My rating: 3 of 5 stars
This is a review of an ARC from NetGalley 3.5 stars
Time’s Edge is the second book in Rysa Walker’s Chronos Files series. It’s definitely NOT a stand-alone novel, those who have not read the first book in the series (Time Bound) will be very confused. The story is thus: Kate may look like an ordinary DC teen, who lives with her father and grandmother, but she’s really part of a family of time-travelers. In the future, the Chronos organization uses time-travel to send historians into the past to study and research. But one of those historians, Kate’s grandfather Saul (yes, grandfather. Time travel, remember?), has turned evil, destroying the Chronos facility and using time travel to create a powerful cult with himself and Kate’s aunt Prudence as its leaders, and planning for a future world-wide “culling,” that only he and his followers will survive.
The first novel dealt with Kate learning about Chronos and her place in this time-travel set-up. In Time’s Edge, Kate is fully on board fighting Saul and his followers, the Cyrists. She’s tasked with hopping back in time to the 24 historians who were stranded when Saul destroyed the home base, breaking the news to them that they are stuck in whatever past they were researching, and getting their time travel keys before Saul and the Cyrists can get ahold of them.
Kate’s also dealing with the emotional fallout from some time shifts, as the Cyrist cult changes the past to give themselves more power. While Kate and other travelers can remember these changes, they don’t always know the new bits of history. Sometimes that means Kate has to study extra hard in school (because the way she remembers history is not the way her teacher does). But other times it means friends and loved ones suddenly don’t know who you are. This comes through in Kate’s relationships with two boys – Trey, her boyfriend from a changed past who no longer remembers what they meant to each other, and Kiernan, former Cyrist who has turned on the cult, and can also use the Chronos keys. In his past, Kate was much more than a fellow Cyrist-fighter, and Kate is torn between the boy she loves who can’t remember her, and a boy who loves her that she can’t remember.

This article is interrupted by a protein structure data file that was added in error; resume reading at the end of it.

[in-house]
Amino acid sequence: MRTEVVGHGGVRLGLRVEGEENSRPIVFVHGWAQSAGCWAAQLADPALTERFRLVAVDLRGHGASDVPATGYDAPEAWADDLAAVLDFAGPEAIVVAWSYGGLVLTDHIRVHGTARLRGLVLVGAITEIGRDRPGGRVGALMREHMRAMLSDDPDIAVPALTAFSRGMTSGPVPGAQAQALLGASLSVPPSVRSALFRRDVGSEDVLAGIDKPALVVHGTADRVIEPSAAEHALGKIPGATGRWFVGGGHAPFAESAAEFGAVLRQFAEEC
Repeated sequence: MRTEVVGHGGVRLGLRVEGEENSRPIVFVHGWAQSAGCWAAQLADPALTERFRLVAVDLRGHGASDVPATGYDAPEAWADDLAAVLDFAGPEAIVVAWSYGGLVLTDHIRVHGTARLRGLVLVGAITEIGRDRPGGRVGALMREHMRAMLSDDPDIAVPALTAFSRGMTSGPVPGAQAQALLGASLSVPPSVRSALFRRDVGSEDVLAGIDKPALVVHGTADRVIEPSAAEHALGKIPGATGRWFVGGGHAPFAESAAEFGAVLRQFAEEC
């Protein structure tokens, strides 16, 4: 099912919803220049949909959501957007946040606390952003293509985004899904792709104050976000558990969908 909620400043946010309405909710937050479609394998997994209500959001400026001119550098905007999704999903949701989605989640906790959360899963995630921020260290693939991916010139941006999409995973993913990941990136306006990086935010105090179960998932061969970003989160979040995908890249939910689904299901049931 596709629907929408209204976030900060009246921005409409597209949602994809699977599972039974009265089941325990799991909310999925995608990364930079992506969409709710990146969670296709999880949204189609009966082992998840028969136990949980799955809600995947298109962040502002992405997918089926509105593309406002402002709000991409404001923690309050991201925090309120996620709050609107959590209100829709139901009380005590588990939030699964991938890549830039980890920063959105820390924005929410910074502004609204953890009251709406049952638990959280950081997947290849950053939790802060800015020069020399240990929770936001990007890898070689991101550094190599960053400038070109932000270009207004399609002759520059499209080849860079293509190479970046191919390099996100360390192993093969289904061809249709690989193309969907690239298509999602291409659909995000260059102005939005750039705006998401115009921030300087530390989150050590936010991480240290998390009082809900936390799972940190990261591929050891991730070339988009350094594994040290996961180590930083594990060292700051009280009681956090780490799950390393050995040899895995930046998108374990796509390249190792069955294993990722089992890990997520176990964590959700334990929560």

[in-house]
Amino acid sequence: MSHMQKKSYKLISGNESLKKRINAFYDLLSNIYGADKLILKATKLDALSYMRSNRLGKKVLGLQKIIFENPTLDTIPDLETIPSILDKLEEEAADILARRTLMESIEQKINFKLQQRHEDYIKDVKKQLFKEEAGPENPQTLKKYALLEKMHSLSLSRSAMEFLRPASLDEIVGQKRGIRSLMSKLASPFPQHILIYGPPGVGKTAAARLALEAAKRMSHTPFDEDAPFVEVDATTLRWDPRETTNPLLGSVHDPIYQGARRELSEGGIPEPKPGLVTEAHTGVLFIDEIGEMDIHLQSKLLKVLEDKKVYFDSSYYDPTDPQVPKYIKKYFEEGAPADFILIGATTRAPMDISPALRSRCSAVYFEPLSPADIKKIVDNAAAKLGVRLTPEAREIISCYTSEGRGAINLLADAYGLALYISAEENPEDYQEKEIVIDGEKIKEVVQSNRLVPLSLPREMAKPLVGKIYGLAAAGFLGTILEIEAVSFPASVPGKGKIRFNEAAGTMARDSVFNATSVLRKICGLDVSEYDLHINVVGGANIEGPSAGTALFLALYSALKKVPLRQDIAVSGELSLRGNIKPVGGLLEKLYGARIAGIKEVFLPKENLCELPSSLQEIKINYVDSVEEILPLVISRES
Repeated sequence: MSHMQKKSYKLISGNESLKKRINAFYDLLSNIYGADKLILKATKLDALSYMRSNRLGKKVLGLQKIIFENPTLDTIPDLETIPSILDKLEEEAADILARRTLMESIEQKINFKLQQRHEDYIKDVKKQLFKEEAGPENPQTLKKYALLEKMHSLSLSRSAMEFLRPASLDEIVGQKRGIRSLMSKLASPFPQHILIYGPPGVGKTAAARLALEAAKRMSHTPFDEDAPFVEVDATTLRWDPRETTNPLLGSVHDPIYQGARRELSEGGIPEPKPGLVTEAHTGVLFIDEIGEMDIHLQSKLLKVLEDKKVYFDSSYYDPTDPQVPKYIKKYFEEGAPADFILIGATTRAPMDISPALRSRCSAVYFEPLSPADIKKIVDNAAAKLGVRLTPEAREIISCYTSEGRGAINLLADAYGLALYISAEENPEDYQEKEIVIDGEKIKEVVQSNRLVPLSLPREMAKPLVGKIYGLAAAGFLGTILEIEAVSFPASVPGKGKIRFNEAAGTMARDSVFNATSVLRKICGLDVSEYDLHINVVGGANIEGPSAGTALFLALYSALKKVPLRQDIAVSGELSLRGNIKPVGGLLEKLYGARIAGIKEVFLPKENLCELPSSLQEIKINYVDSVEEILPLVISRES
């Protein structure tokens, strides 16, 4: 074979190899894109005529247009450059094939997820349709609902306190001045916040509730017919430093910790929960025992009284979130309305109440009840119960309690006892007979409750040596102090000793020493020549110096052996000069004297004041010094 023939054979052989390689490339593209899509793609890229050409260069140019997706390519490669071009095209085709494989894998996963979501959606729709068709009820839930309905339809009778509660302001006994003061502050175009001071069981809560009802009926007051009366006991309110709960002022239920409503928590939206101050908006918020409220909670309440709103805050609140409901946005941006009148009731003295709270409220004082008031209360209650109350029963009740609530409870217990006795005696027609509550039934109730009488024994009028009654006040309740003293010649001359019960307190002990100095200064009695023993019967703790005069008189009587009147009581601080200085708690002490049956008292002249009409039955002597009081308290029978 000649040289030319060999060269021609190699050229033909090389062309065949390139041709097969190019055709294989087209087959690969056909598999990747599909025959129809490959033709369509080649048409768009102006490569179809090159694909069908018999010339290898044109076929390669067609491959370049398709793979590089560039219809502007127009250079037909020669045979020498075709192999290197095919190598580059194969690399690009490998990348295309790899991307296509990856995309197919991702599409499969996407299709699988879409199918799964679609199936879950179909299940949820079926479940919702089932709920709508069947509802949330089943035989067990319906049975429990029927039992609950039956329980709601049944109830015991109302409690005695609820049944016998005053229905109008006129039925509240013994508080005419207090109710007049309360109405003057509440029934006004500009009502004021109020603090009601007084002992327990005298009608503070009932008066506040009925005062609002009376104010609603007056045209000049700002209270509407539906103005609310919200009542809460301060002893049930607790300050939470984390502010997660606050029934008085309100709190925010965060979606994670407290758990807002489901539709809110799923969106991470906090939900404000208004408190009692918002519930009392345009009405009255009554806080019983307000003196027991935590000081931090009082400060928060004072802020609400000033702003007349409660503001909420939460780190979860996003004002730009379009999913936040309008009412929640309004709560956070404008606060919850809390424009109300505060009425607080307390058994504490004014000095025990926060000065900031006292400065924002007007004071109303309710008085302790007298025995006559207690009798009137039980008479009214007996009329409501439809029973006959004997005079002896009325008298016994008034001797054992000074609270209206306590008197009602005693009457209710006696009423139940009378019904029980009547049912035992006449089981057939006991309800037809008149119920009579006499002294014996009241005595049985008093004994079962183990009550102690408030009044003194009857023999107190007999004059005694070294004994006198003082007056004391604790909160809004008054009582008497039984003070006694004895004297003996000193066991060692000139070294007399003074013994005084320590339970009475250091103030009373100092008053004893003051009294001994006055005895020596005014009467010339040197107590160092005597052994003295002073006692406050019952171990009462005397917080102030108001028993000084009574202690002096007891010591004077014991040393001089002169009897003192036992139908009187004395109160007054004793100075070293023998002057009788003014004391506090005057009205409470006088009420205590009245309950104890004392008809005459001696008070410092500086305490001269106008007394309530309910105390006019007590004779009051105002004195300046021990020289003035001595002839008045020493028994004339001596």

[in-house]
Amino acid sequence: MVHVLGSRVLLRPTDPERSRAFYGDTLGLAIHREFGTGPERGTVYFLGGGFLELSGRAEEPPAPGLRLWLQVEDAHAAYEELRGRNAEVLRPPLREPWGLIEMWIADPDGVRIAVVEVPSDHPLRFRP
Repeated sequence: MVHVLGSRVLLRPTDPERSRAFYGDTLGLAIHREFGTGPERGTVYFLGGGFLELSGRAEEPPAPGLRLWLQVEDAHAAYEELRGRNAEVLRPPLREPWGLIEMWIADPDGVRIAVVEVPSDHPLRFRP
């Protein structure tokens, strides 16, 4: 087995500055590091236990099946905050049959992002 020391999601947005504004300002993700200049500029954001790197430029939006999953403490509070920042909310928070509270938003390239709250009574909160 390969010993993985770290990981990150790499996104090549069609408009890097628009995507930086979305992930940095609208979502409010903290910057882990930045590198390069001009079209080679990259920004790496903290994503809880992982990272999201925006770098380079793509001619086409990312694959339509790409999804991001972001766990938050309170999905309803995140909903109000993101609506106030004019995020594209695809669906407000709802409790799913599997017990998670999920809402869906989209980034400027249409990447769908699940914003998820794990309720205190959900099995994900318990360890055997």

While the jumps and twists in time can be confusing, the novel is fast-paced and keeps you interested, even if I confess I wasn’t always exactly sure how the time-travel bits were working. The jumps to the past allow Walker to include historical details and research that make it more grounded – it’s sci-fi, but it’s taking place in a real world, with characters who (in some cases) actually lived. Walker has done her homework, the jumps to the past include real people and places, and her attention to detail makes it come alive. In this case, Kate’s in 1930s Georgia, as the Cyrists try to take over a small church and test out their culling plan. (Although a plot about the future historians running into a real-world lynching did seem to be a major plot hole – these people pay extreme attention to detail, down to prohibiting travelers from bringing a toothbrush back in time, but no one foresaw any problems with a biracial married couple with Northern accents blending into rural Georgia in 1938?)
That aside, the book was a page-turner. While there’s not a lot of character development, Walker’s ability to move the plot along has me waiting eagerly for the next installment.